Every spring, with the roses in full bloom, farmers in Kenya’s scenic Rift Valley would be knee-deep in the open fields, clipping tens of thousands of flowers to be shipped off to the rest of the world.
But this year has been different. The flower trade in Kenya, Africa’s largest flower exporter, has come to a near-standstill amid the Covid-19 pandemic.
The flower industry in Africa has dumped nearly 241,000 stems due to a slump in demand and supply chain disruptions, from delayed or canceled flights to higher freight costs. Several farms have also shuttered.
The industry’s plight is a snapshot of the hard-hitting impact the continent is grappling with because of the pandemic. Africa is headed for its first recession in 25 years, with its gross domestic product (GDP) forecasted to be -3.3 percent this year.
Often mired in red tape and corruption, developing countries in Africa already face global trade barriers and the pandemic has further hindered their access.
But at least one new partnership is hoping to lead the charge for change.
The German Federal Ministry for Economic Cooperation and Development (BMZ) and Deutsche Post DHL Group (DPDHL) have signed a Memorandum of Understanding to give small and medium-sized enterprises (SMEs) from developing countries access to global markets. The two parties pledged to invest €30 million in African trade over the next few years.
The goal is to reduce trade barriers and speed up digitalization, including pushing for e-commerce to boost cross-border trade between SMEs.
Signed in September 2020, the agreement comes under DPDHL Group’s latest group-wide sustainability program GoTrade, which aims to promote sustainable economic growth in developing countries.
“The corona crisis and the lockdown have disrupted supply chains in developing countries. Millions of companies are fighting for survival,” said Germany’s Federal Minister Gerd Müller. “Right now we have to keep economic cycles going.”
Tearing down trade barriers
Slow economic growth and rigid customs have long been hampering regional export in Africa — a market of huge potential, with its 1.2 billion people and a combined GDP of US$2.5 trillion (€2.13 trillion).
Currently, African businesses pay an average 6.1 percent of tariffs when exporting within the continent, higher than what they pay to export goods outside it. They are also hobbled by border bureaucracy and excessive regulations.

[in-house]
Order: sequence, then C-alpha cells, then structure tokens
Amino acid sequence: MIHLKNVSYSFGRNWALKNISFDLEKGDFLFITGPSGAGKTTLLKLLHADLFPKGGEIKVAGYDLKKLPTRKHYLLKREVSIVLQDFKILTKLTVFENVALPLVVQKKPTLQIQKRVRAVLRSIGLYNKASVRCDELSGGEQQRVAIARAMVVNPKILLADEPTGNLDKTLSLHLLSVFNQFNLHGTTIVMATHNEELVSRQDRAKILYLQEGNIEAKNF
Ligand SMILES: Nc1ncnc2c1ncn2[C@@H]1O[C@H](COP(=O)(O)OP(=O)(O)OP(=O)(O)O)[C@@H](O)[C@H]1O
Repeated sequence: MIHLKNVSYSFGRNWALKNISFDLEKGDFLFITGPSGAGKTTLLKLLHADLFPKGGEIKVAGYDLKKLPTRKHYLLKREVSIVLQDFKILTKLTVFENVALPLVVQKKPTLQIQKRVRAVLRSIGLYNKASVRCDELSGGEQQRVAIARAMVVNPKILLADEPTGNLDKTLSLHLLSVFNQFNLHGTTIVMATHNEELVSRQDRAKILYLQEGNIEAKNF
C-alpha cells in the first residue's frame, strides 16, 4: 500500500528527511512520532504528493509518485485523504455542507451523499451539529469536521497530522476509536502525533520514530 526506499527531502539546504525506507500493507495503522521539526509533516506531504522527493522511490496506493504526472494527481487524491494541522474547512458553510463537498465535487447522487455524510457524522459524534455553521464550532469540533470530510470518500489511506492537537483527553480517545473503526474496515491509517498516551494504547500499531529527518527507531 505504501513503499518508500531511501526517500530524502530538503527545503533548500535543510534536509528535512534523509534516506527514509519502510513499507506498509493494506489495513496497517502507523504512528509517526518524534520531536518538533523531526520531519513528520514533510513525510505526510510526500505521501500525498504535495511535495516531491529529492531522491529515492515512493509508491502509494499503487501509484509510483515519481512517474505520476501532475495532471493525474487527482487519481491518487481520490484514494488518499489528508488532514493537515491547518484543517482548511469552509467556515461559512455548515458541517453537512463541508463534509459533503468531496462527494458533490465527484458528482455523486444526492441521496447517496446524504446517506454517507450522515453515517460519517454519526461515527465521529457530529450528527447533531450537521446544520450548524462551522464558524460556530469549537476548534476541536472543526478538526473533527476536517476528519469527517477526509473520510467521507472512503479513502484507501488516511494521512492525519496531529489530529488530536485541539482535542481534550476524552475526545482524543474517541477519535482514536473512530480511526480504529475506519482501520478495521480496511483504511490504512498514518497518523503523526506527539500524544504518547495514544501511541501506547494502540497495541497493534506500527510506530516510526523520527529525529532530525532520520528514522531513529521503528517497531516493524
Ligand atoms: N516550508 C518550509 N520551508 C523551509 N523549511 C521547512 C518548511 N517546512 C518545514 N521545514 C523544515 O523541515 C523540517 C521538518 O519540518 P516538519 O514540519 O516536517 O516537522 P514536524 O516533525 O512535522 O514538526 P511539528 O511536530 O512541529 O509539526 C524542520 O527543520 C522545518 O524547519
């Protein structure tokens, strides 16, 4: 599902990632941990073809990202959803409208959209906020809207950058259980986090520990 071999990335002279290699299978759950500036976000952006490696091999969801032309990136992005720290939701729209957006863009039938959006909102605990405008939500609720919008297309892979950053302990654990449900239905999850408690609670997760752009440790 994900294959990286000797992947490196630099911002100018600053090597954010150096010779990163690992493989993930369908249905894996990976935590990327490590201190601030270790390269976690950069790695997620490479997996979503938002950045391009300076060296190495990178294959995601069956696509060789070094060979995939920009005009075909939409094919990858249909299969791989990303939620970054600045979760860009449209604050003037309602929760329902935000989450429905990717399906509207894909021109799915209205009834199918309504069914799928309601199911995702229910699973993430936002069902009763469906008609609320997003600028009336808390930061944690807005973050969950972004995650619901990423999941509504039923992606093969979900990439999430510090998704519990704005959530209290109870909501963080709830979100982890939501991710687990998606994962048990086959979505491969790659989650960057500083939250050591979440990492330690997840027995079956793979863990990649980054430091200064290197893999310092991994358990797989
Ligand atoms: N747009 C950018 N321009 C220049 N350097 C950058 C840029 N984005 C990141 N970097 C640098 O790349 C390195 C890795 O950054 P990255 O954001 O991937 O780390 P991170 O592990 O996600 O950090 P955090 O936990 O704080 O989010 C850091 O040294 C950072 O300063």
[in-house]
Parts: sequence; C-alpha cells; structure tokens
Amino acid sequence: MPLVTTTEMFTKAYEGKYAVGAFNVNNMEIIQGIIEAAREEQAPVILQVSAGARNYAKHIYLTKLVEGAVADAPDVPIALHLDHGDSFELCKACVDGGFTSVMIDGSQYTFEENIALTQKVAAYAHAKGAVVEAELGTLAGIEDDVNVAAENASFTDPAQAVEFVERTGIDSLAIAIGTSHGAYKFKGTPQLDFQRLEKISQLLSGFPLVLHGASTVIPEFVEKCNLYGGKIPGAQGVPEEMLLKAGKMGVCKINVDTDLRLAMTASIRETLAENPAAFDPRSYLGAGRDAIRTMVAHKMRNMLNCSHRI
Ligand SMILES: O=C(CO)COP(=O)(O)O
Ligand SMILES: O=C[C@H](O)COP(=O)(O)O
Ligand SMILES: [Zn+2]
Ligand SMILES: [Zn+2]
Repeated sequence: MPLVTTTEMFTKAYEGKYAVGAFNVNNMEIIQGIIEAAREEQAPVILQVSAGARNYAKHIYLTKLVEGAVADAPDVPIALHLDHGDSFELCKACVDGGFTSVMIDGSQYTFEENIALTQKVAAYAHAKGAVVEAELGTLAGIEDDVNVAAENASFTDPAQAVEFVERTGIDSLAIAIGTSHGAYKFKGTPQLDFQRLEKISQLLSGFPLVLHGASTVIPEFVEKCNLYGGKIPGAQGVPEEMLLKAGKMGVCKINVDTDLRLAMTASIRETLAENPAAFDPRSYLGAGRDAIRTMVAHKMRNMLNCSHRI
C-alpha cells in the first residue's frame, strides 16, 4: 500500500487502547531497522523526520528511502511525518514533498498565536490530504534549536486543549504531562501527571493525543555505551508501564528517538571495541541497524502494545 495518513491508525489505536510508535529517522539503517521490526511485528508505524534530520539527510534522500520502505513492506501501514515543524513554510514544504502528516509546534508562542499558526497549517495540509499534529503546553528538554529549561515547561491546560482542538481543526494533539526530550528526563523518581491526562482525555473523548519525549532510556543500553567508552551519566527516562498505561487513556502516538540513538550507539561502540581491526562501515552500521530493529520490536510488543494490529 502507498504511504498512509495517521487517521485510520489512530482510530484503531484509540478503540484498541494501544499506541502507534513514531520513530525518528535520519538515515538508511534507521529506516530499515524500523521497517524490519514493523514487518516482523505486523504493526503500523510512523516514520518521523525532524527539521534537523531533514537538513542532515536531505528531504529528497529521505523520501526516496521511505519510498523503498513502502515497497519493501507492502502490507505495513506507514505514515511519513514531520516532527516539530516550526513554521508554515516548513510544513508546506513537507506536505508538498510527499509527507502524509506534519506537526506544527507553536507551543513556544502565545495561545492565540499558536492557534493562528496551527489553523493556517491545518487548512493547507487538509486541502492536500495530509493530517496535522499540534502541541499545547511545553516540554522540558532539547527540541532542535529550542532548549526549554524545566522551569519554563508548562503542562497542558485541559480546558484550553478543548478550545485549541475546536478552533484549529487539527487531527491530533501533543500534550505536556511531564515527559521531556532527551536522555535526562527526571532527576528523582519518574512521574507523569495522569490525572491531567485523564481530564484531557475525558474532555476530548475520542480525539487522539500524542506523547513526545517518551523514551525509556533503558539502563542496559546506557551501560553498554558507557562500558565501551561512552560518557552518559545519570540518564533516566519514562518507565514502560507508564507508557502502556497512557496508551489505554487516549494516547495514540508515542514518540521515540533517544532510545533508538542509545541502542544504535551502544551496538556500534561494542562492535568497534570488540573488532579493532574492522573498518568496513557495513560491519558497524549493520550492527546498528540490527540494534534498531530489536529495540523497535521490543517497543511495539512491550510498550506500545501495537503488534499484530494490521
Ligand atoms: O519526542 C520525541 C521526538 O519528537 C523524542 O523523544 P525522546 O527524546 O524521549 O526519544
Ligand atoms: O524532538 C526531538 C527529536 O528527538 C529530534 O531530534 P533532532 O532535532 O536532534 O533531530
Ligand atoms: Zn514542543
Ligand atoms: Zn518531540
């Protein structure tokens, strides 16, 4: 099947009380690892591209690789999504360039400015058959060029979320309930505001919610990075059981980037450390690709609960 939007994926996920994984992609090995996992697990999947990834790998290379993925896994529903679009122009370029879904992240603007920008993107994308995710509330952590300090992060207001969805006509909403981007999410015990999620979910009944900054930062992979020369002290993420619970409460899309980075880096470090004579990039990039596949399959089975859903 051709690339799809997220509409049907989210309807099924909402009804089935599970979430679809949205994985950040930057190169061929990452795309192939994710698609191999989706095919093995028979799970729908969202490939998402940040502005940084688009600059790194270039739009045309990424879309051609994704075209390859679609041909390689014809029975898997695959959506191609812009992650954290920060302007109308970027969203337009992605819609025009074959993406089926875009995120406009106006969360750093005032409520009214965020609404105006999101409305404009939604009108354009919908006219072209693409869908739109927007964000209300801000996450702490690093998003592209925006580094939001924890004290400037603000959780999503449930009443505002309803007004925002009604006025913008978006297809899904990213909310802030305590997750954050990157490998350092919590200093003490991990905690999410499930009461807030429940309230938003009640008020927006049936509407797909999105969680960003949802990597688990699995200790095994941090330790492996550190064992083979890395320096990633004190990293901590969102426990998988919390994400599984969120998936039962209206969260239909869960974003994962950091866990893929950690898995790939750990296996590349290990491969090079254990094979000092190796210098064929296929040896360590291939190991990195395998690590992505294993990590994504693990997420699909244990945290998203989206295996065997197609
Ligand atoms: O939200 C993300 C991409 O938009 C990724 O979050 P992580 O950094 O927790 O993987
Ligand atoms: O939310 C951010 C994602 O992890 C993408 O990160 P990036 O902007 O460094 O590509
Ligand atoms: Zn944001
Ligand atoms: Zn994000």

But the African Continental Free Trade Area (AfCFTA) — launched in May 2019 with 54 African countries agreeing to create the world’s largest free trade zone — has been touted as a game changer. Set to be implemented in several phases by 2030, the deal will allow intra-African trade to flourish by progressively removing tariffs on 90 percent of goods.
With Covid-19 plunging the economy into unprecedented chaos, Africa has moved to fast-track negotiations for the second and third phases of the agreement to support businesses. This involves discussions on the legalities and governance of e-commerce and digitalization, given that the pandemic has exposed businesses that lack online capabilities.
“We ignore digitalization at our own peril,” said Wamkele Mene, AfCFTA’s Secretary-General, in September.
This is where the GoTrade program can shine. African SMEs fumbling with red tape can expect help with their digitalization efforts, which will help tackle the current inefficiencies by smoothing out custom procedures.
“Cross-border trade creates prosperity, improves lives and connects people – but in many regions there are still major hurdles,” said DPDHL Group CEO Frank Appel.
“Merchants who previously sold their goods regionally get access to customers around the world. For this purpose, we also started our new sustainability program GoTrade. The program engages especially in developing countries which have not yet benefited from globalization as much as others.”
Five countries — Morocco, Rwanda, Kenya, Ghana, and the Ivory Coast — have been identified for the program’s initial implementation.
GoTrade will cooperate with public sector partners such as national governments and multinational organizations to initiate projects that help speed up customs clearance, reduce delays at borders, and generally reduce cross-border trade costs.
The program also aims to set up new e-commerce platforms, opening avenues to markets worldwide. This will bolster international trade and expand customer bases at a time when many businesses are struggling.
The power of digitalization
Going digital will unlock more opportunities for SMEs in a continent where access to the Internet and technology is quickly growing.
Internet penetration in sub-Saharan Africa has jumped tenfold since the early 2000s, compared with a threefold increase in the rest of the world.
South Africa-based Malaville Toys is one startup that has leveraged its online presence to great effect. Founded by model-entrepreneur Mala Bryan in 2015, the doll-making business thrives on social media marketing campaigns, and products on its website often sell out quickly.
The dolls, which were created to better represent black women and have found fans worldwide, are exported via DHL Express’ network.
“I wanted to be selling overseas because the people that had shown interest in my products come from all over the world,” she said. “I never focused on my local market, the moment I launched I was already focused on selling internationally online.”
As digitalization in the continent picks up pace, GoTrade is primed to help businesses ride a wave of growth.
The agreement will be a welcome boost to supply chains and trade relations disrupted by Covid-19, which has pushed a further 115 million people worldwide into poverty in 2020.